The most common symptom of peripheral artery disease (PAD) in the lower extremities is a painful muscle cramping in the hips, thighs or calves when walking, climbing stairs or exercising.
The pain of PAD often goes away when you stop exercising, although this may take a few minutes. Working muscles need more blood flow. View an animation of blood flow. Resting muscles can get by with less.
If there's a blood-flow blockage due to plaque buildup, the muscles won't get enough blood during exercise to meet the needs. The "crampy" pain (called "intermittent claudication"), when caused by PAD, is the muscles' way of warning the body that it isn't receiving enough blood during exercise to meet the increased demand.
Many people with PAD have no symptoms or mistake their symptoms for something else. View an illustration of PAD.
Other symptoms of PAD include:
- Leg pain that does not go away when you stop exercising
- Foot or toe wounds that won't heal or heal very slowly
- Gangrene, or dead tissue
- A marked decrease in the temperature of your lower leg or foot particularly compared to the other leg or to the rest of your body
- Poor nail growth on the toes or hair growth on the legs
- Erectile dysfunction, especially in men with diabetes
Understanding leg pain
Many people dismiss leg pain as a normal sign of aging. You may think it's arthritis, sciatica or just "stiffness" from getting older. For an accurate diagnosis, consider the source of your pain. PAD leg pain occurs in the muscles, not the joints.
Those with diabetes might confuse PAD pain with a neuropathy, a common diabetic symptom that is a burning or painful discomfort of the feet or thighs. If you're having any kind of recurring pain, talk to your healthcare professional and describe the pain as accurately as you can. If you have any of the risk factors for PAD, you should ask your healthcare professional about PAD even if you aren't having symptoms.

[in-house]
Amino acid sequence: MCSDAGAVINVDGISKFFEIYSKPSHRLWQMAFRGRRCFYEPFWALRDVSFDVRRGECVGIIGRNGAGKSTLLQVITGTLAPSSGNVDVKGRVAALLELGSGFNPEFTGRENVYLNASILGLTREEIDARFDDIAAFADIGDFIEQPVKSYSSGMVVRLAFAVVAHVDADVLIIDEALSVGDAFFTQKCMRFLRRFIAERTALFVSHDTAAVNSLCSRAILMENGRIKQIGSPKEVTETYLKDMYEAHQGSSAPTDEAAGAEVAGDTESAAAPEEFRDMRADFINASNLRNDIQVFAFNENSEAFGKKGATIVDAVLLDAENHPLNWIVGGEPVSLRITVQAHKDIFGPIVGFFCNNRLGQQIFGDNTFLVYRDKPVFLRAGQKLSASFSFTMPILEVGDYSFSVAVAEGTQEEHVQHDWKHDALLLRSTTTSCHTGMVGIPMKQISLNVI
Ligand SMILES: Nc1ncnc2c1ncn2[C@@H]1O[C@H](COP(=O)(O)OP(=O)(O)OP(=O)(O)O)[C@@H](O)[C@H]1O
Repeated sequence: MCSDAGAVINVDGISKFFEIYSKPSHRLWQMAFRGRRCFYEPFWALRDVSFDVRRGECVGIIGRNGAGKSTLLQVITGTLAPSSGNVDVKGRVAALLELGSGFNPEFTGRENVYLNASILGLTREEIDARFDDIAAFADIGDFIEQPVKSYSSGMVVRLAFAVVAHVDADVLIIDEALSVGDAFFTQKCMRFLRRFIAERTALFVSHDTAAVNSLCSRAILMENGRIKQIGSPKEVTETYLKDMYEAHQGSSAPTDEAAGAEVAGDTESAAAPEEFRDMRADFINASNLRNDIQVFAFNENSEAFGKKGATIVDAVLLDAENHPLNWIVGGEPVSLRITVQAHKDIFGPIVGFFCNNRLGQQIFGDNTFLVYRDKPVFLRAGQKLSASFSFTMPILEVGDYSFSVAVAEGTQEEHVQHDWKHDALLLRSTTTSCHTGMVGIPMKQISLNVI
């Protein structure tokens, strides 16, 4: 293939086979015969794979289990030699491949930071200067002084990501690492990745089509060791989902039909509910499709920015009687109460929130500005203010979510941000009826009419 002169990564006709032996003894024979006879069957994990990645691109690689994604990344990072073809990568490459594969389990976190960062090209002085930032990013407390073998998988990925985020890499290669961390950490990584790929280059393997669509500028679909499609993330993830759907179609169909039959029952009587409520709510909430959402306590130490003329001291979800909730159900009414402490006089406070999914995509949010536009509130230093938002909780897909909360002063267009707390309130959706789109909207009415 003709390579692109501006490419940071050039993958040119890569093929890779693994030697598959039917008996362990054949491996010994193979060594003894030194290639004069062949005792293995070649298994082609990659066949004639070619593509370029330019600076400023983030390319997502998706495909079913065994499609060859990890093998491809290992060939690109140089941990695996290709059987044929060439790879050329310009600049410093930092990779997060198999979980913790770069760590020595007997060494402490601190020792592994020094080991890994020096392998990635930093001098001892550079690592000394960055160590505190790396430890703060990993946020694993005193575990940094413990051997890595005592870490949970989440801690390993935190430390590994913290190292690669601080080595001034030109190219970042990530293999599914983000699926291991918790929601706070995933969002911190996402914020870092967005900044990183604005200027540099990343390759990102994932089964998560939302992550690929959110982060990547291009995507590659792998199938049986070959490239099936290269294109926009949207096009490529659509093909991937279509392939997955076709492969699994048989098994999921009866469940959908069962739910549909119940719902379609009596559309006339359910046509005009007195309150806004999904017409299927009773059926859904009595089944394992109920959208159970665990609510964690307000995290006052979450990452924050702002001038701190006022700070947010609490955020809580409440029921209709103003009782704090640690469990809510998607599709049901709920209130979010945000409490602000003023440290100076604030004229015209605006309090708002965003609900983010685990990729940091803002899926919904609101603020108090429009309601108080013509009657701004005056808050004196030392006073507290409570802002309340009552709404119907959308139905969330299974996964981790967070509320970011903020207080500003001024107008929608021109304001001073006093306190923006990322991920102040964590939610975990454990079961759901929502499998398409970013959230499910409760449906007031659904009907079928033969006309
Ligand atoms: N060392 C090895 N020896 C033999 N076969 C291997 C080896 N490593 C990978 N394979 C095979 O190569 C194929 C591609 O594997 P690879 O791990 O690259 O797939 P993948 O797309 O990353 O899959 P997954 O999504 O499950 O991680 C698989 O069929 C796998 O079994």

PAD diagnosis begins with a physical examination. Your healthcare provider will ask about symptoms you may be experiencing.
Your healthcare provider will check for weak pulses in the legs. Your physical examination may include the following:
- Ankle-brachial index (ABI): a painless exam that compares the blood pressure in your feet to the blood pressure in your arms to determine how well your blood is flowing. This inexpensive test takes only a few minutes and can be performed by your healthcare professional as part of a routine exam. Normally, the ankle pressure is at least 90 percent of the arm pressure, but with severe narrowing it may be less than 50 percent.
Watch a video about ankle-brachial index testing:
If an ABI reveals an abnormal ratio between the blood pressure of the ankle and arm, you may need more testing. Your doctor may recommend one of these other tests.
- Doppler and Ultrasound (Duplex) imaging: a non-invasive method that visualizes the artery with sound waves and measures the blood flow in an artery to indicate the presence of a blockage.
- Computed Tomographic Angiography (CT): a non-invasive test that can show the arteries in your abdomen, pelvis and legs. This test is particularly useful in patients with pacemakers or stents.
- Magnetic Resonance Angiography (MRA): a non-invasive test that gives information similar to that of a CT without using X-rays.
- Angiography: During an angiogram, also called an arteriogram, a contrast agent is injected into the artery and X-rays are taken to show blood flow, arteries in the legs and to pinpoint any blockages that may be present. Learn more about peripheral angiogram.
As stated earlier, PAD often goes undiagnosed. Untreated PAD can be dangerous because it can lead to painful symptoms or loss of a leg, and patients with PAD have an increased risk of coronary artery disease, stroke and heart attack. Because people with PAD have this increased risk for heart attack and stroke, the American Heart Association encourages people at risk to discuss PAD with their healthcare professional to ensure early diagnosis and treatment.
Learn more about risk factors for PAD.
This content was last reviewed October 2016.